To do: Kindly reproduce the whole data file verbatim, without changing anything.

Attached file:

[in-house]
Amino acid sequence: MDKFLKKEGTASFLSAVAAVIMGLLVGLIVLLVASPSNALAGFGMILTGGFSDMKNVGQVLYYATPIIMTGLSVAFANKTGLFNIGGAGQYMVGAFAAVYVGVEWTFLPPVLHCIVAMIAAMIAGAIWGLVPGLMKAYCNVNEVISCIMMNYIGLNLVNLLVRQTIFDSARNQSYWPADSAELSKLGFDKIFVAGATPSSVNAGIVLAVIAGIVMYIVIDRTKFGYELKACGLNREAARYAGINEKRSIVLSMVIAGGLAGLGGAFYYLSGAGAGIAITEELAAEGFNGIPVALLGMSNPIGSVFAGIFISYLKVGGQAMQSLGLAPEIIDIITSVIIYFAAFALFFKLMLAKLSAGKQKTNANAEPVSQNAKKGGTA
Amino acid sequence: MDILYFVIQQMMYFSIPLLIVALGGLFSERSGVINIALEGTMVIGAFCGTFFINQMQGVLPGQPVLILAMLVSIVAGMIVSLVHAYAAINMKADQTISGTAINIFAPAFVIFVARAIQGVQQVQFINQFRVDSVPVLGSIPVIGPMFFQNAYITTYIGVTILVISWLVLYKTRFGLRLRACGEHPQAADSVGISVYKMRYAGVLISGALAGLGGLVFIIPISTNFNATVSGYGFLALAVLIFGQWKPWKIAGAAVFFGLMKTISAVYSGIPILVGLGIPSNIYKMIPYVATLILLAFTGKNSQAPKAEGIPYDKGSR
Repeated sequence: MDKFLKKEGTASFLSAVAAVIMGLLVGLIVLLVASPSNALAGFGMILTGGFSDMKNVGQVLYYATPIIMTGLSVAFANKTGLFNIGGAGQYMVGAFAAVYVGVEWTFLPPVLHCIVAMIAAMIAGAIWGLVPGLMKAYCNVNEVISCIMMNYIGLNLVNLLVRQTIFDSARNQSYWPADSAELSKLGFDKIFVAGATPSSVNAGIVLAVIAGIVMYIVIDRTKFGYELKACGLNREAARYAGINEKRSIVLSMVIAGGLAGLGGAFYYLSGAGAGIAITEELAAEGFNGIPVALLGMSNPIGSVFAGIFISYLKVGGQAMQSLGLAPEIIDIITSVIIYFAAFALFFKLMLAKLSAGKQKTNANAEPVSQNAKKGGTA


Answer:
[in-house]
Amino acid sequence: MDKFLKKEGTASFLSAVAAVIMGLLVGLIVLLVASPSNALAGFGMILTGGFSDMKNVGQVLYYATPIIMTGLSVAFANKTGLFNIGGAGQYMVGAFAAVYVGVEWTFLPPVLHCIVAMIAAMIAGAIWGLVPGLMKAYCNVNEVISCIMMNYIGLNLVNLLVRQTIFDSARNQSYWPADSAELSKLGFDKIFVAGATPSSVNAGIVLAVIAGIVMYIVIDRTKFGYELKACGLNREAARYAGINEKRSIVLSMVIAGGLAGLGGAFYYLSGAGAGIAITEELAAEGFNGIPVALLGMSNPIGSVFAGIFISYLKVGGQAMQSLGLAPEIIDIITSVIIYFAAFALFFKLMLAKLSAGKQKTNANAEPVSQNAKKGGTA
Amino acid sequence: MDILYFVIQQMMYFSIPLLIVALGGLFSERSGVINIALEGTMVIGAFCGTFFINQMQGVLPGQPVLILAMLVSIVAGMIVSLVHAYAAINMKADQTISGTAINIFAPAFVIFVARAIQGVQQVQFINQFRVDSVPVLGSIPVIGPMFFQNAYITTYIGVTILVISWLVLYKTRFGLRLRACGEHPQAADSVGISVYKMRYAGVLISGALAGLGGLVFIIPISTNFNATVSGYGFLALAVLIFGQWKPWKIAGAAVFFGLMKTISAVYSGIPILVGLGIPSNIYKMIPYVATLILLAFTGKNSQAPKAEGIPYDKGSR
Repeated sequence: MDKFLKKEGTASFLSAVAAVIMGLLVGLIVLLVASPSNALAGFGMILTGGFSDMKNVGQVLYYATPIIMTGLSVAFANKTGLFNIGGAGQYMVGAFAAVYVGVEWTFLPPVLHCIVAMIAAMIAGAIWGLVPGLMKAYCNVNEVISCIMMNYIGLNLVNLLVRQTIFDSARNQSYWPADSAELSKLGFDKIFVAGATPSSVNAGIVLAVIAGIVMYIVIDRTKFGYELKACGLNREAARYAGINEKRSIVLSMVIAGGLAGLGGAFYYLSGAGAGIAITEELAAEGFNGIPVALLGMSNPIGSVFAGIFISYLKVGGQAMQSLGLAPEIIDIITSVIIYFAAFALFFKLMLAKLSAGKQKTNANAEPVSQNAKKGGTA